I am not quite young. I have neither wife, nor children, nor a library; but, as aforesaid, I take in the "Intelligencer," and that's my favorite newspaper, as it was also my father's. It is very useful, and contains everything that a man needs to know such as who preaches in the church and in the new books. And then what a lot of charity, and what a number of innocent, harmless verses are found in it! Advertisements for husbands and wives, and requests for interviews all quite simple and natural. Certainly, one may live merrily and be contentedly buried if one takes in the "Intelligencer." And, as a concluding advantage, by the end of his life a man will have such a capital store of paper, that he may use it as a soft bed, unless he prefers to rest upon wood-shavings.
The newspaper and my walk to the churchyard were always my most exciting occupations they were like bathing-places for my good humor.
The newspaper every one can read for himself. But please come with me to the churchyard; let us wander there where the sun shines and the trees grow green. Each of the narrow houses is like a closed book, with the back placed uppermost, so that one can only read the title and judge what the book contains, but can tell nothing about it; but I know something of them. I heard it from my father, or found it out myself. I have it all down in my record that I wrote out for my own use and pleasure: all that lie here, and a few more, too, are chronicled in it.
Now we are in the churchyard.
Here, behind this white railing, where once a rose tree grew it is gone now, but a little evergreen from the next grave stretches out its green fingers to make a show there rests a very unhappy man; and yet, when he lived, he was in what they call a good position. He had enough to live upon, and something over; but worldly cares, or, to speak more correctly, his artistic taste, weighed heavily upon him. If in the evening he sat in the theater to enjoy himself thoroughly, he would be quite put out if the machinist had put too strong a light into one side of the moon, or if the sky-pieces hung down over the scenes when they ought to have hung behind them, or when a palm tree was introduced into a scene representing the Berlin Zoological Gardens, or a cactus in a view of the Tyrol, or a beech tree in the far north of Norway. As if that was of any consequence. Is it not quite immaterial? "Who would fidget about such a trifle? It's only make-believe, after all, and every one is expected to be amused. Then sometimes the public applauded too much to suit his taste, and sometimes too little." They 're like wet wood this evening," he would say; "they won't kindle at all!" And then he would look round to see what kind of people they were; and sometimes he would find them laughing at the wrong time, when they ought not to have laughed, and that vexed him; and he fretted, and was an unhappy man, and at last fretted himself into his grave.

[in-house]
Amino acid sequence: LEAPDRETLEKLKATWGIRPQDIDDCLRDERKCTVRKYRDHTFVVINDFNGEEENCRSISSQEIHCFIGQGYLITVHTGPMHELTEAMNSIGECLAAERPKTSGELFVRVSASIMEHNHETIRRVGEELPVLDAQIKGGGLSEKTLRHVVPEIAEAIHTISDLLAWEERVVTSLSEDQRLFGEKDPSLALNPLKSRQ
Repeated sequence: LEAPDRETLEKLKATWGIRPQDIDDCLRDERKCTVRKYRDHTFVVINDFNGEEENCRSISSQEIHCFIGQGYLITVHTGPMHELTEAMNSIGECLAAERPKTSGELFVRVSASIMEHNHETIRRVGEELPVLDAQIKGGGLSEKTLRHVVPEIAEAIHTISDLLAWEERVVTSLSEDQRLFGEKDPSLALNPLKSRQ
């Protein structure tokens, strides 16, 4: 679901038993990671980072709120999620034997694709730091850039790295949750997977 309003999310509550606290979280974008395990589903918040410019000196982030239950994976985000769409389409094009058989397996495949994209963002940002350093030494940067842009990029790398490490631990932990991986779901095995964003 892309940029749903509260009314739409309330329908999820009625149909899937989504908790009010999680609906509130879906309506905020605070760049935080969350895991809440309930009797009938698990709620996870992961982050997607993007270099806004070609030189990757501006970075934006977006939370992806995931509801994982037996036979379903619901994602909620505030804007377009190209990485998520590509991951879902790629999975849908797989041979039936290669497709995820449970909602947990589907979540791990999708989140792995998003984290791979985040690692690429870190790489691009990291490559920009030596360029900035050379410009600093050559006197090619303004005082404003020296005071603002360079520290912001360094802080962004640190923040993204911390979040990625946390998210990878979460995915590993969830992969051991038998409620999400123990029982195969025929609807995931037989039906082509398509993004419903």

Here rests a very happy man. That is to say, a very grand man. He was of high birth, and that was lucky for him, for otherwise he would never have been anything worth speaking of; and nature orders all that very wisely, so that it 's quite charming when we think of it. He used to go about in a coat embroidered back and front, and appeared in the saloons of society just like one of those costly, pearl-embroidered bell-pulls, which have always a good, thick, serviceable cord behind them to do the work. He likewise had a good stout cord behind him, in the shape of a substitute, who did his duty, and who still continues to do it behind another embroidered bell-pull. Everything is so nicely managed, it 's enough to put one into a good humor.
Ole The Tower Keeper
The churchyard narration.

Here rests well, it's a very mournful reflection here rests a man who spent sixty-seven years considering how he should get a good idea.
The object of his life was to say a good thing, and at last he felt convinced in his own mind that he had got one, and was so glad of it that he died of pure joy at having caught an idea at last. Nobody derived any benefit from it, and nobody even heard what the good thing was.
Now, I can fancy that this same good thing won't let him lie quiet in his grave; for let us suppose that it is a good thing which can only be brought out at breakfast if it is to make an effect, and that he, according to the received opinion concerning ghosts, can only rise and walk at midnight. Why, then the good thing would not suit the time, and the man must carry his good idea down with him again. What an unhappy man he must be!